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Wednesday, April 01, 2015
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1 Apr 2015

DANCE TEACHERS: IT’S YOUR ATTITUDE THAT DETERMINES YOUR ALTITUDE!

DANCE TEACHERS: IT’S YOUR ATTITUDE THAT DETERMINES YOUR ALTITUDE!
Every time you enter your classroom you need to have energy and an uplifting aura about you. It amazes me when I see teachers walk into a room in an obvious bad mood and with their head down and then wonder why students that day were not receptive to being taught.  If your class is not behaving well, I recommend that the first place you have to look is at yourself.
Author: Steve Sirico
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Article rating: 5.0

1 Apr 2015

DANCE STUDIO OWNERS: TIPS TO HELP YOUR FACULTY CLEAN THEIR CHOREOGRAPHY

DANCE STUDIO OWNERS: TIPS TO HELP YOUR FACULTY CLEAN THEIR CHOREOGRAPHY
Once your students know their choreography now comes the tough part. Keeping it fresh and clean. Plus we need to communicate with the dancers so that they understand that it is human nature to start to modify movement to make it easier or more comfortable.  It can be a chore cleaning all the technique up so that the dancers can shine and sparkle when going before an audience. Each teacher will have their own individual way of cleaning their choreography but it will also be very helpful to them, especially if they are inexperienced, to have some tips to follow.
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Article rating: 5.0

30 Mar 2015

INTRO TO PATHWAYS DANCE ACTIVITY

INTRO TO PATHWAYS DANCE ACTIVITY
Teachers! Progressing your young dancers from stationary to transitory movement can be a process which takes some time. Getting dancers to understand spatial awareness and how to navigate different pathways and formation changes will be integral as they progress and get older! Here is a wonderful introductory dance activity you can use in class with your own little dancers! I have found that this movement lesson I have created is educational, fun and gets dancers to understand their own personal space and the space around them! So, get them moving and build upon the fundamentals as and when you see fit! Good luck!

 

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    • Author: Jess Rizzo
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      Article rating: 5.0

      23 Mar 2015

      TIDYING UP DANCE CLASS APPEARANCE

      TIDYING UP DANCE CLASS APPEARANCE
      OK…call me old-school but in recent years I have seen a trend developing that has me wondering what has happened to “professional appearance” being one of the important lessons we are taught in a dance class. Isn’t presentation still something to aspire to? It seems everywhere I go, the “dress code” for dance class has gotten more and more lax and it’s really disheartening. Now just because I came from the perfectly neat, slicked back bun, no pins showing or fly-away’s anywhere school of thought doesn’t mean I’m not up with the times. But, I am still a firm believer that how you look in dance class and present yourself is a direct reflection on how you are going to dance in that class. All I see lately are messy top-knots, belly’s exposed, sports bras, sweatpants ten-times too big, bare legs, booty shorts, oversized sweatshirts and paws worn in every class.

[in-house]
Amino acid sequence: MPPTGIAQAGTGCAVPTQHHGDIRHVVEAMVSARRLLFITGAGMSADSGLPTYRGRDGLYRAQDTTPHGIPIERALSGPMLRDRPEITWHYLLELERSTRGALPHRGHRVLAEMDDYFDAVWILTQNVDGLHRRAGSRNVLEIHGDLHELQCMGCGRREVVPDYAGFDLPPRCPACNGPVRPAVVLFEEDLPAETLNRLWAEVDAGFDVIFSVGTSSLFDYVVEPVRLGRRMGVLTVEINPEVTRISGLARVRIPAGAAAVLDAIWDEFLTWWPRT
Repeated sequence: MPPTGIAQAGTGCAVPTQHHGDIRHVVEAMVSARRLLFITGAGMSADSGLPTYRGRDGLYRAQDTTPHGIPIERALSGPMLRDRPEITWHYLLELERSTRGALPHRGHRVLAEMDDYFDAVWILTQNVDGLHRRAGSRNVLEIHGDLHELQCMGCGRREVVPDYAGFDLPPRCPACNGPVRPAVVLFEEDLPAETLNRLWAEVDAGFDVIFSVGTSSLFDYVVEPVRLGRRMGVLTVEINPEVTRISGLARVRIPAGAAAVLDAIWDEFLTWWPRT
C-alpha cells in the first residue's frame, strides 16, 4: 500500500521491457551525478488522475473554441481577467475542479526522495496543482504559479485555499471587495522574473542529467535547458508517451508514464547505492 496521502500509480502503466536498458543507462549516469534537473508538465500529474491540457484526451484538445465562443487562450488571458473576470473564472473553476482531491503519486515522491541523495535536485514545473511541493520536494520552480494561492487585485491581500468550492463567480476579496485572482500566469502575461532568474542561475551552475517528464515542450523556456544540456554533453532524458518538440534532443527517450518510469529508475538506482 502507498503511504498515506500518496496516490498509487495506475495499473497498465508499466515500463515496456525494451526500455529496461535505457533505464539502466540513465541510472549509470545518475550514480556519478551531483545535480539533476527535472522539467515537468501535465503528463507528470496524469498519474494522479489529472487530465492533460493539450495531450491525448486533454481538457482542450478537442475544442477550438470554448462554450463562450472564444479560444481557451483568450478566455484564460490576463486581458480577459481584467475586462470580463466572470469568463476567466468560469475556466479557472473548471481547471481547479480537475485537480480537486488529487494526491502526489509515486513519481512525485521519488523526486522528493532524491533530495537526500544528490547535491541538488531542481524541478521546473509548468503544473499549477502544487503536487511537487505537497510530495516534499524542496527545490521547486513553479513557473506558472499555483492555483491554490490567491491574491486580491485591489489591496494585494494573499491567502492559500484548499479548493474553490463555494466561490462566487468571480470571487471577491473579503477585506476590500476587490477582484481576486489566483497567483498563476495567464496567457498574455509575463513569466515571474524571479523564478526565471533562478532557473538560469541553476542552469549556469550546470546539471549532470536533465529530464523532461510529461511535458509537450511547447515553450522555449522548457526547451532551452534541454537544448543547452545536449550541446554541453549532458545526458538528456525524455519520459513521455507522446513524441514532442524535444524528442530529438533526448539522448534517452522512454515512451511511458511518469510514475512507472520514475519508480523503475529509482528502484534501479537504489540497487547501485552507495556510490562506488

Author: Jess Rizzo
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      Article rating: 4.3

      16 Mar 2015

      DEALING WITH EXCESSIVE ABSENCES IN DANCE CLASS

      DEALING WITH EXCESSIVE ABSENCES IN DANCE CLASS

      OK teachers, it’s that time of year when we’re in the post-holiday, dead of winter stretch where our students are beginning to drop like flies. While it’s an inevitable ritual we have all become accustomed to, what do we do when we’re on a deadline to finish choreography, clean for competitions and rehearse for spring performances? Let’s admit how frustrating it is to try and set numbers with absentees (and abundant lateness) every week where we can never get a clear visual of our work because the class is never at fully capacity?!

      While it is the time for colds and sickness we are also dealing with bad weather and traffic (which is unavoidable,) kids having a million other activities they are involved with, family trips, school tests, school plays, etc. So, what is your protocol to making up those absences so that, #1 dancers don’t get too far behind and #2 you don’t have to keep going back every week to catch them up and fall behind on your own choreography setting?

      Author: Jess Rizzo
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      Article rating: 4.6
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